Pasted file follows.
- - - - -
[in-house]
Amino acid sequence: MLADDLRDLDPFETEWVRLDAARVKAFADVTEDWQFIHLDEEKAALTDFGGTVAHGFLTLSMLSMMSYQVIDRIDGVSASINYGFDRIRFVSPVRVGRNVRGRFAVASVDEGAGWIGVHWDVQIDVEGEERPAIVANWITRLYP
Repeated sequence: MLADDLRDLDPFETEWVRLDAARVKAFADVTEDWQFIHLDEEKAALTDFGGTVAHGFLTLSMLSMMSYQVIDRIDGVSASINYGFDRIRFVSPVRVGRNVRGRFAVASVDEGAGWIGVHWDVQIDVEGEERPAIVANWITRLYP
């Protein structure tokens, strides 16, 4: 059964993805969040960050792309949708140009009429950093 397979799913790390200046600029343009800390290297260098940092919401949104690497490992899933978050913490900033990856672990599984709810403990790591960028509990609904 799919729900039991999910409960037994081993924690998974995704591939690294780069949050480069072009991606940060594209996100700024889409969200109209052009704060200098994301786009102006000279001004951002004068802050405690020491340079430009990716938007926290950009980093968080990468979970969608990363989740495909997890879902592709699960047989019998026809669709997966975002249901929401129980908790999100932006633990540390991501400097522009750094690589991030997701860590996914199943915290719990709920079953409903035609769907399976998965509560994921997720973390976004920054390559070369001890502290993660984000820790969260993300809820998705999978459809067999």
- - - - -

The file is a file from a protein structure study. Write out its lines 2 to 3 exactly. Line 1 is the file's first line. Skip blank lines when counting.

Amino acid sequence: MLADDLRDLDPFETEWVRLDAARVKAFADVTEDWQFIHLDEEKAALTDFGGTVAHGFLTLSMLSMMSYQVIDRIDGVSASINYGFDRIRFVSPVRVGRNVRGRFAVASVDEGAGWIGVHWDVQIDVEGEERPAIVANWITRLYP
Repeated sequence: MLADDLRDLDPFETEWVRLDAARVKAFADVTEDWQFIHLDEEKAALTDFGGTVAHGFLTLSMLSMMSYQVIDRIDGVSASINYGFDRIRFVSPVRVGRNVRGRFAVASVDEGAGWIGVHWDVQIDVEGEERPAIVANWITRLYP